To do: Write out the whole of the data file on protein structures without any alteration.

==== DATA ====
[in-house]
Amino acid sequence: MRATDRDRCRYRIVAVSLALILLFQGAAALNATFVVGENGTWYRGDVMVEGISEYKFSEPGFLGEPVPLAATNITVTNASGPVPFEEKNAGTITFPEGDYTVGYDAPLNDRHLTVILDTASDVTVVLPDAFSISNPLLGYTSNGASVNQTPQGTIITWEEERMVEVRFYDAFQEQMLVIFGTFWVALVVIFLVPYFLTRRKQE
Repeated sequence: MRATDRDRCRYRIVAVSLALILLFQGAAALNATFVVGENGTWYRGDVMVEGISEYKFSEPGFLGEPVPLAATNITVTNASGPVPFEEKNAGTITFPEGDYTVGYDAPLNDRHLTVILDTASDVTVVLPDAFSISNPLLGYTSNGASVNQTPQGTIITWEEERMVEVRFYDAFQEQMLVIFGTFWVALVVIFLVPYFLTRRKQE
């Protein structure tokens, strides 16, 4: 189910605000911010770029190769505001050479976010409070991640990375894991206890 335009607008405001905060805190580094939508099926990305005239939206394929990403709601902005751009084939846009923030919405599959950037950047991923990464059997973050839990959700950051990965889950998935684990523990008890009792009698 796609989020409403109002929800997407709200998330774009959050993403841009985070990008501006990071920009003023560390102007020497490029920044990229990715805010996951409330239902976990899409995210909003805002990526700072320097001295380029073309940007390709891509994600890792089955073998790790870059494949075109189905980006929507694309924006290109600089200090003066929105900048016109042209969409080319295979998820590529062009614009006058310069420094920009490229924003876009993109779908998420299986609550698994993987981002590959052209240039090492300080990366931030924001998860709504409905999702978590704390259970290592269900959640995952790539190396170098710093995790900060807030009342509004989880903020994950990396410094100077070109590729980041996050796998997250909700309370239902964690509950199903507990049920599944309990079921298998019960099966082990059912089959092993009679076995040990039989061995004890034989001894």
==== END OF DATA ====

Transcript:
[in-house]
Amino acid sequence: MRATDRDRCRYRIVAVSLALILLFQGAAALNATFVVGENGTWYRGDVMVEGISEYKFSEPGFLGEPVPLAATNITVTNASGPVPFEEKNAGTITFPEGDYTVGYDAPLNDRHLTVILDTASDVTVVLPDAFSISNPLLGYTSNGASVNQTPQGTIITWEEERMVEVRFYDAFQEQMLVIFGTFWVALVVIFLVPYFLTRRKQE
Repeated sequence: MRATDRDRCRYRIVAVSLALILLFQGAAALNATFVVGENGTWYRGDVMVEGISEYKFSEPGFLGEPVPLAATNITVTNASGPVPFEEKNAGTITFPEGDYTVGYDAPLNDRHLTVILDTASDVTVVLPDAFSISNPLLGYTSNGASVNQTPQGTIITWEEERMVEVRFYDAFQEQMLVIFGTFWVALVVIFLVPYFLTRRKQE
């Protein structure tokens, strides 16, 4: 189910605000911010770029190769505001050479976010409070991640990375894991206890 335009607008405001905060805190580094939508099926990305005239939206394929990403709601902005751009084939846009923030919405599959950037950047991923990464059997973050839990959700950051990965889950998935684990523990008890009792009698 796609989020409403109002929800997407709200998330774009959050993403841009985070990008501006990071920009003023560390102007020497490029920044990229990715805010996951409330239902976990899409995210909003805002990526700072320097001295380029073309940007390709891509994600890792089955073998790790870059494949075109189905980006929507694309924006290109600089200090003066929105900048016109042209969409080319295979998820590529062009614009006058310069420094920009490229924003876009993109779908998420299986609550698994993987981002590959052209240039090492300080990366931030924001998860709504409905999702978590704390259970290592269900959640995952790539190396170098710093995790900060807030009342509004989880903020994950990396410094100077070109590729980041996050796998997250909700309370239902964690509950199903507990049920599944309990079921298998019960099966082990059912089959092993009679076995040990039989061995004890034989001894």